San Diego State's Stephen Strasburg has enjoyed a swift rise on the way to becoming the top prospect in the nation.
And deservedly so.
From his 23-strike performance last year against Utah, to being the only collegian on the 2008 U.S. Olympic Team in Beijing, to the 102 mph fastball he's been clocked throwing while dominating college hitters this year, Strasburg has done everything he can do to become the first pick in the 2009 draft.
Intense scrutiny and critical examination were bound to come as the June draft approached.
It's now official. It's here.
Last week, it was Sports Illustrated and the Wall Street Journal watching Strasburg pitch against UNLV. On Friday, it was an ESPN film crew and writer looking in on Strasburg against BYU. They were among those following him around the field at Tony Gwynn Stadium during and after SDSU's 4-2 loss to the Cougars. Strasburg didn't look too eager to answer questions about his brilliance when the bottom line was the Aztecs lost.
Questions about the draft have begun to seep into the conversation, although Strasburg is trying to keep his focus on the field with the Aztecs. He would not answer draft questions on Friday. Nor should he. No good can come for him right now by getting into all that publicly. Of course, maintaining his focus will become more and more of a chore as the season progresses, especially in light of other national media attention in recent days.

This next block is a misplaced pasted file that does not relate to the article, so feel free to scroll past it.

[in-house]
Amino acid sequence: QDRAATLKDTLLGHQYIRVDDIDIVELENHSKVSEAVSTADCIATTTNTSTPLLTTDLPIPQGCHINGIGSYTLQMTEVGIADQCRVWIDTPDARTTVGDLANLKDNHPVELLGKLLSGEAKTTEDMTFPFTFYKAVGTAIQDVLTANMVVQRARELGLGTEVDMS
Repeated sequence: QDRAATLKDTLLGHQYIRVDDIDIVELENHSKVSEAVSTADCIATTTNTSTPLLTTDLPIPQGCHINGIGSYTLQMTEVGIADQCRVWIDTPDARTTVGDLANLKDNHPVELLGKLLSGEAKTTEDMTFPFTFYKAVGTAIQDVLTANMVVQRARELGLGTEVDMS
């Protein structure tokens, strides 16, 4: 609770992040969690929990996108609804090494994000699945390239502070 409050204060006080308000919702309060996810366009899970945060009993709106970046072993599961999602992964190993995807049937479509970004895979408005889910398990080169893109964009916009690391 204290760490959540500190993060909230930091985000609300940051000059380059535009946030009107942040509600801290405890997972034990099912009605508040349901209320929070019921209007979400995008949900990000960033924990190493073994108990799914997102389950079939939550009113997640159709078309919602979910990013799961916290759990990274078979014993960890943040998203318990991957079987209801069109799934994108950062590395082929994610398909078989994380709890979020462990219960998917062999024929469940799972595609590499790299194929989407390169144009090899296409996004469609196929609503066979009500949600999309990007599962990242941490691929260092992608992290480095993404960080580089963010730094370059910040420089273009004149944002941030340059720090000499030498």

ESPN's Peter Gammons reported recently that Strasburg's advisor, Scott Boras, is going to look for a six-year, $50 million contract for his client.
Today there was an interesting piece by Thomas Boswell in the Washington Post examining the success of pitchers selected at the top of the draft over the past 44 years.
There also was a piece today by Rob Neyer of ESPN.com that also examined the history of "can't-miss" pitchers missing in the draft.
Needless to say, the success rate for position players is much higher than the success rate for pitchers.
Boswell isn't telling the Nationals not to pick Strasburg. What he's telling them is don't break the bank if you do it.
He makes some goods point.
Still, how can any team pass up a player who appears to be the best pitching prospect to come along in a generation?
The legend keeps growing about Strasburg's velocity, with it reported that he has hit 103 MPH according to a story by Yahoo's Steve Henson, who has a good chart on players who have touched 102 mph or higher. But velocity is no guarantee of success. Most of those on the list have flamed out. Randy Johnson is the only Hall of Fame-caliber player. Justin Verlander is the only other starting pitcher.
Of course, history and charts have no direct bearing on Strasburg's future.
All I know is Strasburg is under the microscope now and I have a sense this is going to be more of a challenge to deal with than any hitter he faces this season.